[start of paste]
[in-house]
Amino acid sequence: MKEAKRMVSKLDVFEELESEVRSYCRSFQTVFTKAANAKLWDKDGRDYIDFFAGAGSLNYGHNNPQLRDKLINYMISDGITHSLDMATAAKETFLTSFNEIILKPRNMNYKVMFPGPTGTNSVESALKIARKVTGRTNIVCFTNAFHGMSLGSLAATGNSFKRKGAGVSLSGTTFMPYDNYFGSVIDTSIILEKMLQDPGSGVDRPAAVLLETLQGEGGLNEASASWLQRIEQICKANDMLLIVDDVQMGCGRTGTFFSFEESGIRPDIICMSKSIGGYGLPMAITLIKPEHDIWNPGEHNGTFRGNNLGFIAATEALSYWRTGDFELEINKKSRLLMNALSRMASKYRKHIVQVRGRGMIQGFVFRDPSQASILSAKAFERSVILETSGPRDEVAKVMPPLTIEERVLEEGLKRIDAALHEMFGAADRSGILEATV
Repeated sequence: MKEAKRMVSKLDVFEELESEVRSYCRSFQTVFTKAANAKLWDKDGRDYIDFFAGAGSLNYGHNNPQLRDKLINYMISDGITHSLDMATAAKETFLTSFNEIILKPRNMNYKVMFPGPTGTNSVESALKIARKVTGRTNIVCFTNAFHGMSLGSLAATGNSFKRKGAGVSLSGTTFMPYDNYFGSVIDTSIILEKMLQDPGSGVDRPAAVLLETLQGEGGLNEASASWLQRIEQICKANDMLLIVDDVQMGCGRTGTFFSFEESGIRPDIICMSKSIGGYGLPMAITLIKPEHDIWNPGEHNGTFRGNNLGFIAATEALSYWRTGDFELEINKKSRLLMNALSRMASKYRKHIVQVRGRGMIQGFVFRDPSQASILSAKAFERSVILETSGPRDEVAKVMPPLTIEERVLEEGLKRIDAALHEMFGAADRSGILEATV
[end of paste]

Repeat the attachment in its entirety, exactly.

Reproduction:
[in-house]
Amino acid sequence: MKEAKRMVSKLDVFEELESEVRSYCRSFQTVFTKAANAKLWDKDGRDYIDFFAGAGSLNYGHNNPQLRDKLINYMISDGITHSLDMATAAKETFLTSFNEIILKPRNMNYKVMFPGPTGTNSVESALKIARKVTGRTNIVCFTNAFHGMSLGSLAATGNSFKRKGAGVSLSGTTFMPYDNYFGSVIDTSIILEKMLQDPGSGVDRPAAVLLETLQGEGGLNEASASWLQRIEQICKANDMLLIVDDVQMGCGRTGTFFSFEESGIRPDIICMSKSIGGYGLPMAITLIKPEHDIWNPGEHNGTFRGNNLGFIAATEALSYWRTGDFELEINKKSRLLMNALSRMASKYRKHIVQVRGRGMIQGFVFRDPSQASILSAKAFERSVILETSGPRDEVAKVMPPLTIEERVLEEGLKRIDAALHEMFGAADRSGILEATV
Repeated sequence: MKEAKRMVSKLDVFEELESEVRSYCRSFQTVFTKAANAKLWDKDGRDYIDFFAGAGSLNYGHNNPQLRDKLINYMISDGITHSLDMATAAKETFLTSFNEIILKPRNMNYKVMFPGPTGTNSVESALKIARKVTGRTNIVCFTNAFHGMSLGSLAATGNSFKRKGAGVSLSGTTFMPYDNYFGSVIDTSIILEKMLQDPGSGVDRPAAVLLETLQGEGGLNEASASWLQRIEQICKANDMLLIVDDVQMGCGRTGTFFSFEESGIRPDIICMSKSIGGYGLPMAITLIKPEHDIWNPGEHNGTFRGNNLGFIAATEALSYWRTGDFELEINKKSRLLMNALSRMASKYRKHIVQVRGRGMIQGFVFRDPSQASILSAKAFERSVILETSGPRDEVAKVMPPLTIEERVLEEGLKRIDAALHEMFGAADRSGILEATV